Saturday 12 February 2022

György Cziffra: Pianist János Balázs on celebrating the great Hungarian's centenary & continuing his artistic legacy

George Cziffra
George Cziffra

2021 was the centenary of the Hungarian pianist and composer György Cziffra, and there have been world-wide celebrations under the auspices of the György Cziffra Festival. The modern day Hungarian pianist János Balázs, who founded the festival, is determined to keep Cziffra's memory alive and celebrate Cziffra's art, both in organising the festival and in his own concerts and recordings.

János Balázs (Photo Emmer Laszlo0
János Balázs (Photo Emmer Laszlo0

Born in Budapest in 1921, Cziffra's father was a cabaret artist who had lived in Paris prior to the First World War. Cziffra studied at the Franz Liszt Academy in Budapest but was conscripted during the Second World War and ended up a prisoner of war in Russia. After the war he played in bars and clubs in Budapest, as well as touring Europe with his jazz band. After trying to escape communist Hungary in 1950, Cziffra was imprisoned but finally left in 1956, becoming a French citizen in 1968 and creating the Cziffra Foundation in 1977. He died in 1994.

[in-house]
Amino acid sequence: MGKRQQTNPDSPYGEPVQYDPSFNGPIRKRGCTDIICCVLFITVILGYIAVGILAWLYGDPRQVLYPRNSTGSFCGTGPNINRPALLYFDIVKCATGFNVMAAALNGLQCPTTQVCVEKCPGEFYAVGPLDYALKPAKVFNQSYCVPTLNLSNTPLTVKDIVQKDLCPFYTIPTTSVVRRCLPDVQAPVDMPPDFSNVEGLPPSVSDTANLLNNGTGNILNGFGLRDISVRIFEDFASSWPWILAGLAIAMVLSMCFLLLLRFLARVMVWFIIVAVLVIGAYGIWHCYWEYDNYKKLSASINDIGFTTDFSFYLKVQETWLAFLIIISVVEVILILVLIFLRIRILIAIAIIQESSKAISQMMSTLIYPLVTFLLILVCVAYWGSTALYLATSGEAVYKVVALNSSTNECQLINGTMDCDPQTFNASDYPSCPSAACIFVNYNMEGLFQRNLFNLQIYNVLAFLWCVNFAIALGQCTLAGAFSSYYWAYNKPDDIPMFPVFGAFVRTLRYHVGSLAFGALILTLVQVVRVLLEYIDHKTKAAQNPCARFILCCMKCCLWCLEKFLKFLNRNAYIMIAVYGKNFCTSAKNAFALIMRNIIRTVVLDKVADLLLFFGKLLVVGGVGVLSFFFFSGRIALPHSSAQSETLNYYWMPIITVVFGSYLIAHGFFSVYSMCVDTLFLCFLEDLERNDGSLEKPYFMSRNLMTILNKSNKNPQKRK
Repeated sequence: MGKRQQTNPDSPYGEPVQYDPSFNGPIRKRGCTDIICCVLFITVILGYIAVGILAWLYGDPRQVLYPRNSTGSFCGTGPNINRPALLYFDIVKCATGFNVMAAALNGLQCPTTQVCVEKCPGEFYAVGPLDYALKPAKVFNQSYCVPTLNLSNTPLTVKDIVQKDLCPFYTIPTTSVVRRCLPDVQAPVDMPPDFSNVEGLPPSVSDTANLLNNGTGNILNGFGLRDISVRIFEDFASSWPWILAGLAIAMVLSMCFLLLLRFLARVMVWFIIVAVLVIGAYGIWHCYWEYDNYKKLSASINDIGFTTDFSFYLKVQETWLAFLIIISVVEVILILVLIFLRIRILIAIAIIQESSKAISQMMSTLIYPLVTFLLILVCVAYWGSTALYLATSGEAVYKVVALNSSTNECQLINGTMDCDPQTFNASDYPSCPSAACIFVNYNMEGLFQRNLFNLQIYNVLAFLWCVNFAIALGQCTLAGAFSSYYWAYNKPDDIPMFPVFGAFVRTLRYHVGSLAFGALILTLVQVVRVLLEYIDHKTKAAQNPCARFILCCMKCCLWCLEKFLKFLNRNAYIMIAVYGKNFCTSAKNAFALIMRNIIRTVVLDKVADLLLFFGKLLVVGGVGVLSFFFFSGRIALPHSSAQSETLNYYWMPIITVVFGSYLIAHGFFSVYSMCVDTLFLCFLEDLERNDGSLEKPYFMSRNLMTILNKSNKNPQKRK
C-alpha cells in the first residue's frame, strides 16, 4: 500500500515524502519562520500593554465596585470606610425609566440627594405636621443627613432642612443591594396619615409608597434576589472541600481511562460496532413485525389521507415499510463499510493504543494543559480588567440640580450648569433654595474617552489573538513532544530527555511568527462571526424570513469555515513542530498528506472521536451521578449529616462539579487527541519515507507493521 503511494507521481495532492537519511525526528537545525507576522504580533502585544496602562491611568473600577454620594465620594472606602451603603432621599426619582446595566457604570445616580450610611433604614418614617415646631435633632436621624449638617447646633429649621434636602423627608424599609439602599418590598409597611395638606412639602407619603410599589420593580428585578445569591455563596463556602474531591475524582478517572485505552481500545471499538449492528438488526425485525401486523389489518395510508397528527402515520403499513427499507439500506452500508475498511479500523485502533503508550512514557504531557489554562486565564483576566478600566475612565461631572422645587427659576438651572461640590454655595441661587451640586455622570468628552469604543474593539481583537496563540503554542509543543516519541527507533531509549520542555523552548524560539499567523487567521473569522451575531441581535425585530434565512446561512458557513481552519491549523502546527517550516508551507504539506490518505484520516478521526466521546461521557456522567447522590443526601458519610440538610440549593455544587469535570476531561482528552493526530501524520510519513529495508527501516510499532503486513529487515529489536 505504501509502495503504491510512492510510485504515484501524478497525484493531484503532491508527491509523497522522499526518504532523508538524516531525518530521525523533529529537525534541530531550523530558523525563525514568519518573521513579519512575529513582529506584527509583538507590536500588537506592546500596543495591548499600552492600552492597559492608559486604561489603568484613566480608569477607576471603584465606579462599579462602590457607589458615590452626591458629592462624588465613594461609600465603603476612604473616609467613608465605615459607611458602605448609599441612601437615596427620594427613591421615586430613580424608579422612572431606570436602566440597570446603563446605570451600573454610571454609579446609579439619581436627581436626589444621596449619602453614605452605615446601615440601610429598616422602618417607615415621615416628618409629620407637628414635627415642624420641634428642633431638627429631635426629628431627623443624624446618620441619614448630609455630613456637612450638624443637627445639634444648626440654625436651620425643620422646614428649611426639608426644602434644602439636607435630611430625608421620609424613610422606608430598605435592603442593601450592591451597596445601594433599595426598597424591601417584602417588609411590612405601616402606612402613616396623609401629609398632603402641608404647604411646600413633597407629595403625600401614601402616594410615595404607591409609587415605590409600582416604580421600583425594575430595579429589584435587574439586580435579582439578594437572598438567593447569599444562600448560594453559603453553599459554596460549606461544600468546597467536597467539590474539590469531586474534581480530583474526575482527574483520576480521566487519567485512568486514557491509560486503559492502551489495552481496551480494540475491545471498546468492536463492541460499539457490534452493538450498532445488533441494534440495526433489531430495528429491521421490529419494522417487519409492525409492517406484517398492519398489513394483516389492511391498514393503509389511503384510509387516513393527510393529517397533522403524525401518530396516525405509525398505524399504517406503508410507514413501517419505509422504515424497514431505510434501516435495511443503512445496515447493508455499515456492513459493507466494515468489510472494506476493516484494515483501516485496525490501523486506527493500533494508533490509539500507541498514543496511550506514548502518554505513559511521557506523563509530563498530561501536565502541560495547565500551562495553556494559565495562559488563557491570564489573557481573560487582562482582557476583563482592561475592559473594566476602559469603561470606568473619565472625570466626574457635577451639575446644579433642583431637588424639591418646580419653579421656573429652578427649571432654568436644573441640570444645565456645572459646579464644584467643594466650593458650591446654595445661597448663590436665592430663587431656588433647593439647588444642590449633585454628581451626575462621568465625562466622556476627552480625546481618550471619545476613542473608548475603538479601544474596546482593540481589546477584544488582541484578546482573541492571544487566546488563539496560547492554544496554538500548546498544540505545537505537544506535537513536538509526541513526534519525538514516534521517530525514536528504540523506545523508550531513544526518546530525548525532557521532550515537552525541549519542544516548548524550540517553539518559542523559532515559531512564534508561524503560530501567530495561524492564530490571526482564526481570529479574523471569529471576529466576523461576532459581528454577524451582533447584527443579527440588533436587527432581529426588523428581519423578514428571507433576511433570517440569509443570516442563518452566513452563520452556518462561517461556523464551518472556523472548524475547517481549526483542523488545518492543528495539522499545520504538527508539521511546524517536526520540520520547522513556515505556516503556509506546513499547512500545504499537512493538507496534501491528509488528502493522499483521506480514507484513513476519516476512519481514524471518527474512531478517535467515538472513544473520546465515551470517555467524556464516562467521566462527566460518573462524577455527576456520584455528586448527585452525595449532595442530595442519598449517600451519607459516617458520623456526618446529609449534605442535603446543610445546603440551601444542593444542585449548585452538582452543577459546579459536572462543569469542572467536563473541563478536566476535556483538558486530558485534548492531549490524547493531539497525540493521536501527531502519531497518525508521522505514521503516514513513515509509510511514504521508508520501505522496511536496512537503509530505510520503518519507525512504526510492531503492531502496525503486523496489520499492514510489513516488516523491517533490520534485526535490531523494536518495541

For János, Cziffra was a totally unique spirit in the 20th century and his style was very different to that of other pianists, classical but always with a style of improvisation and Cziffra's style of pianism comes from the Liszt school. Cziffra was a great grand-pupil of Liszt - at the Franz Liszt Academy, Cziffra studied with Erno Dohnányi (1877-1960) whose teacher was István Thomán (1862-1940), who was a favourite pupil of Franz Liszt. 

And János wishes to celebrate the freedom that Cziffra brought to his music, an improvisatory freedom that 19th century performers brought to the performances but which is not so common now. János wants to show this to the public, and the festival seeks to find artists who can perform in this style. János is also celebrating a proud Hungarian tradition of pianism exemplified not just by Cziffra but by such artists as the pianist Annie Fischer (1914-1995).